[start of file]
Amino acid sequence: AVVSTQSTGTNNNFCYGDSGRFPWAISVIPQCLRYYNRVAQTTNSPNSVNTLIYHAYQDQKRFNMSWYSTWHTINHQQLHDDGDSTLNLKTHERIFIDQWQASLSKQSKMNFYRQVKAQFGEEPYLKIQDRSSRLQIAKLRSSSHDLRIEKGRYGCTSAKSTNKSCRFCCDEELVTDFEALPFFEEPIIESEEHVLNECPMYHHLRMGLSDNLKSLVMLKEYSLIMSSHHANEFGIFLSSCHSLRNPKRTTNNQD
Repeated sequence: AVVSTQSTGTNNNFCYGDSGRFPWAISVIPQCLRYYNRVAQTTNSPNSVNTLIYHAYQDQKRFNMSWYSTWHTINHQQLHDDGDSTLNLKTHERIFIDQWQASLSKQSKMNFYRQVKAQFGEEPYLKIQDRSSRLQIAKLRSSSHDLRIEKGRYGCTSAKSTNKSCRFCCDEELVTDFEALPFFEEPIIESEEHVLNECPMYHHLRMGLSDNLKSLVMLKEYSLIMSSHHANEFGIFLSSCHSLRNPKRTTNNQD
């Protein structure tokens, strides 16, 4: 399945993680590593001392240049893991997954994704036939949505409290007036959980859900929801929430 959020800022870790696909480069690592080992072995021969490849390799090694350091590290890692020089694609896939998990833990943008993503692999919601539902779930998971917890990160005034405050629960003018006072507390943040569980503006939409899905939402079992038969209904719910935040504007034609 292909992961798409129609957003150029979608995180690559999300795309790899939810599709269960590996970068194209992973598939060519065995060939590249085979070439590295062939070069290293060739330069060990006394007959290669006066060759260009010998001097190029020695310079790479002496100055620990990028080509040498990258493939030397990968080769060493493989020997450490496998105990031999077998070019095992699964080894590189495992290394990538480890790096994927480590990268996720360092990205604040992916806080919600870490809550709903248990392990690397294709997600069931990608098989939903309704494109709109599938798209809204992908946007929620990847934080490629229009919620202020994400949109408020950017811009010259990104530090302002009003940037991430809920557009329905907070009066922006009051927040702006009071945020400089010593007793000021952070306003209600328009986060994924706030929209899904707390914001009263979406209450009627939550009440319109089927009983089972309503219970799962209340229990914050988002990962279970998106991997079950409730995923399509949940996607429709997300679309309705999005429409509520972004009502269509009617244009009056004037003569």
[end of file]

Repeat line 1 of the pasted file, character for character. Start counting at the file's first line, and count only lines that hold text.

Amino acid sequence: AVVSTQSTGTNNNFCYGDSGRFPWAISVIPQCLRYYNRVAQTTNSPNSVNTLIYHAYQDQKRFNMSWYSTWHTINHQQLHDDGDSTLNLKTHERIFIDQWQASLSKQSKMNFYRQVKAQFGEEPYLKIQDRSSRLQIAKLRSSSHDLRIEKGRYGCTSAKSTNKSCRFCCDEELVTDFEALPFFEEPIIESEEHVLNECPMYHHLRMGLSDNLKSLVMLKEYSLIMSSHHANEFGIFLSSCHSLRNPKRTTNNQD